Position 5.67(1.26) 5.71 (.99) 5.40(1.25)
Raise 5.93(1.06) 5.49(1.08) 5.43(1.37)
Compliment 5.39(1.33) 5.05(1.07) 4.76(1.59)
Praise 5.31(1.59) 5.78 (.93) 5.03(1.51)
Loving 4.94(1.39) 5.49(1.01) 4.89(1.68)
Dimensions for 5.26 (.79) 5.36 (.68) 5.11 (.80)
good events
Composite style for 5.25 (.62)
good events
Unsuccessful 4.31(1.71) 4.27(1.41) 3.31(1.91)
Negative talk 4.57(1.64) 4.11 (1.24) 3.86(1.69)
Can' t finish work 4.57(1.63) 4.67(1.16) 4.49(1.47)
Friend' s problem 4.41(1.88) 3.51(1.37) 3.98(1.90)
Hostility 3.80(1.63) 3.87(1.19) 3.53(1.72)
Bad date 4.06(1.13) 4.39(1.10) 4.05(1.59)
Dimensions for 4.29 (.84) 4.14 (.71) 3.87(1.07)
bad events
Composite style for 4.12 (.64)
bad events
294 Peterson, Semmel, von Baeyer, Abramson, Metalsky, and Seligman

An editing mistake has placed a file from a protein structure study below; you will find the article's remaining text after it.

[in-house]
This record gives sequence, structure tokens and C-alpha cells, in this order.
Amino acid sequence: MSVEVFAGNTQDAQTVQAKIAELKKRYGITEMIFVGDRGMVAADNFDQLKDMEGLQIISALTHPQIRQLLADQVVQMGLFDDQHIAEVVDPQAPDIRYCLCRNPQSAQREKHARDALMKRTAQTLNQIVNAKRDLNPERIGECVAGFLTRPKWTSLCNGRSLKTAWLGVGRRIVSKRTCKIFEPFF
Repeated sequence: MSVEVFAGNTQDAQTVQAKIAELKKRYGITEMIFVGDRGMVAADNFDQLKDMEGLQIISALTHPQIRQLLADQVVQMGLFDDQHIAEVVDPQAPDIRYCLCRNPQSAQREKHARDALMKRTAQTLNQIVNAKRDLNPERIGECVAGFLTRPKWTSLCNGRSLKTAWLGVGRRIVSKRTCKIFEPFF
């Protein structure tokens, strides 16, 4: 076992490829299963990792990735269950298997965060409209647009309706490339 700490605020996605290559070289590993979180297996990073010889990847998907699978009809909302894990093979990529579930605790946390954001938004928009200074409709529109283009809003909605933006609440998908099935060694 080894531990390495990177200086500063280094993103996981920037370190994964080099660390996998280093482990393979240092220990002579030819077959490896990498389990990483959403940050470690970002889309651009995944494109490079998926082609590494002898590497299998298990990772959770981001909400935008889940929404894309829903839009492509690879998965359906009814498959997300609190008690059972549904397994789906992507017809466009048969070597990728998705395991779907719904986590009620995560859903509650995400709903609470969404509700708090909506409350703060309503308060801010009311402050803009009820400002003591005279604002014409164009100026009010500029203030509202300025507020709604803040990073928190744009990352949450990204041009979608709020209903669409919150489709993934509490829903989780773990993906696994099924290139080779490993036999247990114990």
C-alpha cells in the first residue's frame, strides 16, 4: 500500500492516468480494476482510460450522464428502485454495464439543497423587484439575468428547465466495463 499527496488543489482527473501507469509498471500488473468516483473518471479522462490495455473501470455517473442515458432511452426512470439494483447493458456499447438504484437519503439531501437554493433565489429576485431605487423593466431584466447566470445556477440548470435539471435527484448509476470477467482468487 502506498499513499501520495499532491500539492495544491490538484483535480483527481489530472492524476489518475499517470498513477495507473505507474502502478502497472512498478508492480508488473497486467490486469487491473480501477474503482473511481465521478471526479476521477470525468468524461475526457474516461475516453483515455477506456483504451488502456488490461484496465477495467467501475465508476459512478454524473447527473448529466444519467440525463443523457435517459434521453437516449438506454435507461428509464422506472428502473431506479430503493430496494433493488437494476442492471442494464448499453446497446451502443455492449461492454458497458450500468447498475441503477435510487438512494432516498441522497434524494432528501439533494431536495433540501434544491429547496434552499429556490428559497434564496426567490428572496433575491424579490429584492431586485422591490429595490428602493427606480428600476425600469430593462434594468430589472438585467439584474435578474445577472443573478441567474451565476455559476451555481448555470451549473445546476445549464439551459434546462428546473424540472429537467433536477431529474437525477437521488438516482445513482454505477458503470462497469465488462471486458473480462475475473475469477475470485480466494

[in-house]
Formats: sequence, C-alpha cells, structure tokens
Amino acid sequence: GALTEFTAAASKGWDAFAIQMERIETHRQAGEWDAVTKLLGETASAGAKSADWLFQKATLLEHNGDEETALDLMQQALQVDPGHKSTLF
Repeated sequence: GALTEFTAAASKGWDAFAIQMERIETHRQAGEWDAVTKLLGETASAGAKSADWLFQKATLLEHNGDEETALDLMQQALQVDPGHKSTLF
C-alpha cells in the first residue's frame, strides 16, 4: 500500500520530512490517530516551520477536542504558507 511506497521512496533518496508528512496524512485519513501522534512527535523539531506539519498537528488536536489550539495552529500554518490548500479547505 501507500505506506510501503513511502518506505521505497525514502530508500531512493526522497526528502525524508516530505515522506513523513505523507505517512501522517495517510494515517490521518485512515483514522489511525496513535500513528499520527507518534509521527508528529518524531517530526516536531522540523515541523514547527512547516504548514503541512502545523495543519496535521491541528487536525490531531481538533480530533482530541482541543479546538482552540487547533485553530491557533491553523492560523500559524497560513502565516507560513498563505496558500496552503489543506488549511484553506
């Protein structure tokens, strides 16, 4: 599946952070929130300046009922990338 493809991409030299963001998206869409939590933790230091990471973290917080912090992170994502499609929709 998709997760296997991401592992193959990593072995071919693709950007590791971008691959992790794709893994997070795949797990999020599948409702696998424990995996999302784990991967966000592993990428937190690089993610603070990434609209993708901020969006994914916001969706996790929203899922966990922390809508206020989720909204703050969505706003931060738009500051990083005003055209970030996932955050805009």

Tabl e I I I . Di me ns i on Rel i abi l i t i es a n d I nt er cor r el at i ons ( N = 130)
Di me ns i on 1 2 3 4 5 6
1. I nt er nal i t y (.50) b
2. St abi l i t y . 62 a (.58)
3. Gl obal i t y .38 a . 59 a (.44)
4. I nt er nal i t y .11 .01 - .03 (.46)
5. St abi l i t y - . 1 7 - . 0 7 .03 . 18"
6. Gl obal i t y - . 1 5 .04 .24 a . 28"
.45 ~ (.69)
~p < .05.
~Fi gures in pa r e nt he s e s ar e rel i abi l i t i es e s t i ma t e d by Cr o n b a c h ' s (1951)
coef f i ci ent al pha.
Internal Consistency. The internal reliability of each subscale was
estimated using Cronbach' s (1951) coefficient alpha. Respectable al pha
coefficients of .75 and .72 were obt ai ned f or the composite attributional style
scales for good events and bad events, respectively. These scales were based on
18 ratings each.
The six-item subscales reflecting separate attributional dimensions
achieved a mean reliability of .54 (range f r om .44 t o .69); the exact coefficients
are report ed in Tabl e III. At the finest level of analysis, three-item subscales